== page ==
Treger subsequently turned to literature, gaining a First Class degree and a PhD in English at University College London, where she focused on early twentieth century women’s writing.
Married with three children, she lives in London.
Here Treger dreamcasts an adaptation of The Lodger, her first novel:
When I was invited to do this blog, I jumped at the chance. Surely choosing movie stars for your characters is a game every author plays once in a while?Visit Louisa Treger's website.
The Lodger is a biographical novel about the writer, Dorothy Richardson. She was a little-known peer of Virginia Woolf, a lover of H.G. Wells, and a pioneer of a new style of fiction that became known as ‘stream of consciousness’. My novel is set in England in 1906: Dorothy is in her early twenties, existing just above the poverty line, working as a dental secretary, and living in a seedy boarding house in Bloomsbury. She is full of contradictions: torn between being bohemian and being respectable, exulting in her independence but frightened by it, attracted to men and women, wanting close relationships but repudiating them. She has a demure, proper exterior, beneath which turbulent feelings rage. I would choose Mia Wasikowska to play Dorothy, because as Jane Eyre, she excelled at being cool and sedate on the outside, yet passionate at the right moment.
The other main female character is Dorothy’s strikingly beautiful friend, Veronica, who comes from a wealthier background than Dorothy, but is just as rebellious. Veronica becomes involved with the militant suffragette movement: she has the courage to go to prison and endure the horrors of forcible feeding for the sake of her beliefs. She is vibrant, capricious and captivating; I think that Rachel Weisz would portray every one of her qualities to perfection.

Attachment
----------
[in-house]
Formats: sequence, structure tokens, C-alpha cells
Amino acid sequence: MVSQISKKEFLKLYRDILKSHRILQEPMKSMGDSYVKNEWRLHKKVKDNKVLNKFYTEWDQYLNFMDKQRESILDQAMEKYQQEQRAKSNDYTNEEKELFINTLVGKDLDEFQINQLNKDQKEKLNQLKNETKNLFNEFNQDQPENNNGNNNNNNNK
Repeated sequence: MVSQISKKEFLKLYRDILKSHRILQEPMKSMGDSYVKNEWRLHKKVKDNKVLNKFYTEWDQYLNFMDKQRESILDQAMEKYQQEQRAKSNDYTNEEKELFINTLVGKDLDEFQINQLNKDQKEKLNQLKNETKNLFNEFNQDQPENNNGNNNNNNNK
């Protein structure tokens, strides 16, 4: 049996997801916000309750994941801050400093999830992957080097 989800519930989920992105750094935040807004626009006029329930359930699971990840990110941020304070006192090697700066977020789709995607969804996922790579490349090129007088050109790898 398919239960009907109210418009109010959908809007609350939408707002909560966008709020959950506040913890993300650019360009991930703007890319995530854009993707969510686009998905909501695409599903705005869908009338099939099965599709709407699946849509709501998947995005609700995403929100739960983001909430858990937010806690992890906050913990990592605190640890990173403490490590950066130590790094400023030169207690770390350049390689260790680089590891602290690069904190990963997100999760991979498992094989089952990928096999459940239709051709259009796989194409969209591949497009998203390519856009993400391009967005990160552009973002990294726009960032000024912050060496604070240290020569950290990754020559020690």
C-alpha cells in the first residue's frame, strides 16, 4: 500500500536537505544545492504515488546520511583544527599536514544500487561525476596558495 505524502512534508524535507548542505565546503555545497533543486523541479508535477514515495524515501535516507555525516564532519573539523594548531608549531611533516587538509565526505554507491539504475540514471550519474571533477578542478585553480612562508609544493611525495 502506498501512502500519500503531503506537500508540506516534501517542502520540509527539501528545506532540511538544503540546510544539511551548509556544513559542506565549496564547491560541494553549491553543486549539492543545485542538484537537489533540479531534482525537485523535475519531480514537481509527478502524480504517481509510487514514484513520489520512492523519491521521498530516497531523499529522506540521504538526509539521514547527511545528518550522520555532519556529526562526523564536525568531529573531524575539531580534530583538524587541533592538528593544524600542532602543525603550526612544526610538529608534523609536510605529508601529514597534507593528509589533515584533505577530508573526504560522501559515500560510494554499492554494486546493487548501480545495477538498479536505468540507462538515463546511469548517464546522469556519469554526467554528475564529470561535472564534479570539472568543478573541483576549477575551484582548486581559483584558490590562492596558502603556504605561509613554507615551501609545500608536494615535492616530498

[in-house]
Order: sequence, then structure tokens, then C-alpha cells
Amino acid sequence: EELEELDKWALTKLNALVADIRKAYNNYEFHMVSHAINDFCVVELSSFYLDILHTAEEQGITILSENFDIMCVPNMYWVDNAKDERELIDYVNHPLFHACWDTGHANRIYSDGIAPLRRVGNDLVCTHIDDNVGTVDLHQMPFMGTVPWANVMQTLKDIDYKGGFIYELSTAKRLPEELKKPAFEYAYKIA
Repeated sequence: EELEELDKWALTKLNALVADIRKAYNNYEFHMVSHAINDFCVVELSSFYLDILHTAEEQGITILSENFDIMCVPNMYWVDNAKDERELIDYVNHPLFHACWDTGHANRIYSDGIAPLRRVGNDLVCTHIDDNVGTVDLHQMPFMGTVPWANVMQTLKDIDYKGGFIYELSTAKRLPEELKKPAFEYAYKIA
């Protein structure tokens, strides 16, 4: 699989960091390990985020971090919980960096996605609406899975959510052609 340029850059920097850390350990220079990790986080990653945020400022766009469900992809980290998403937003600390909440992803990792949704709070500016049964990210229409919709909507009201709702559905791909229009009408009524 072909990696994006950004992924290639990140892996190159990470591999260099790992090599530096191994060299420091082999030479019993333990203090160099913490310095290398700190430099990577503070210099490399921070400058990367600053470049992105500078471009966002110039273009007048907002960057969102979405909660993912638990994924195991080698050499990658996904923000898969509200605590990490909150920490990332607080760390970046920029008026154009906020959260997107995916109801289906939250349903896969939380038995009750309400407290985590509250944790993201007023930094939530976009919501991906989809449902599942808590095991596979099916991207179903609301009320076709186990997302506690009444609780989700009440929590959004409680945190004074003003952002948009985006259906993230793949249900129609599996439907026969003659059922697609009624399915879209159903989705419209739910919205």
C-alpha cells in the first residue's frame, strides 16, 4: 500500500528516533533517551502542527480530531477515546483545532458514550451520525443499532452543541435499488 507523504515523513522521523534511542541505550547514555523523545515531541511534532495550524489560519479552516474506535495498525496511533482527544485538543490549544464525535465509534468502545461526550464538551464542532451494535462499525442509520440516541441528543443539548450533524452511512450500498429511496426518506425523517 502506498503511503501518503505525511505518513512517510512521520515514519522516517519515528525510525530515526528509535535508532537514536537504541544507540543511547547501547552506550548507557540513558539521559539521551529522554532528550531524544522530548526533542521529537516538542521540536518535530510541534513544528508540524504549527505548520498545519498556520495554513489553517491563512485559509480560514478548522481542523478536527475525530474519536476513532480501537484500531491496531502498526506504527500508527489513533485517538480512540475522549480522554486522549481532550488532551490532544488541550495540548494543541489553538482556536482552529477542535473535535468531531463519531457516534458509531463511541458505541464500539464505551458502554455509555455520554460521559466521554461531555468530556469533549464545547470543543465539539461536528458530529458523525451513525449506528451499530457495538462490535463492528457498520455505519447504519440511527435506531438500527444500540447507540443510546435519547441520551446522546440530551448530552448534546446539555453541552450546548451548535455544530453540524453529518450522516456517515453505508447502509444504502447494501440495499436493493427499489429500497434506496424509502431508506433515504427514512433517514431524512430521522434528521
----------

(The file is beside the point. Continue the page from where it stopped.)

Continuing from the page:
For the role of H.G. Wells, I am torn – Russell Brand? Johnny Depp? I need a male lead with a working class edge; someone able to portray a man who pulled himself out of poverty through sheer intellect and grit. H.G Wells was a complex character: dynamic, eloquent and fiercely intelligent, yet prone to black moods. He was full of charm and warmth, yet he could let you down in an instant. On reflection, a young Michael Caine would be best suited to the role (it’s is my fantasy, so I can flip backwards and forwards in time, right?) by turns generous and astonishingly selfish, charismatic but a touch vulgar, with a voracious appetite for life, and a growing interest in Dorothy.
I would like Jane Campion to direct because she does period drama to perfection, and she is particularly good at capturing the unspoken tensions and undercurrents that simmer beneath the surface of life.
The Page 69 Test: The Lodger.